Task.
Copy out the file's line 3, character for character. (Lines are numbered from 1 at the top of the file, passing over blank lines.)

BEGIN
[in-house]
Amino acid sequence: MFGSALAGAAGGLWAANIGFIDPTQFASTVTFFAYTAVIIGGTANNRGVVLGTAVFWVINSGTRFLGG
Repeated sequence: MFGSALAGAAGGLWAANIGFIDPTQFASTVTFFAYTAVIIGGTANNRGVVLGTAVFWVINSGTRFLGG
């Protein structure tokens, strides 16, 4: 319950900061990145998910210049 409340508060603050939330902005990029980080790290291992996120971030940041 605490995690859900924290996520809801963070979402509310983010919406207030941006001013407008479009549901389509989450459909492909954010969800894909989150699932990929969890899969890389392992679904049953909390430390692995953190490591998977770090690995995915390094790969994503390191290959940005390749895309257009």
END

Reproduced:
Repeated sequence: MFGSALAGAAGGLWAANIGFIDPTQFASTVTFFAYTAVIIGGTANNRGVVLGTAVFWVINSGTRFLGG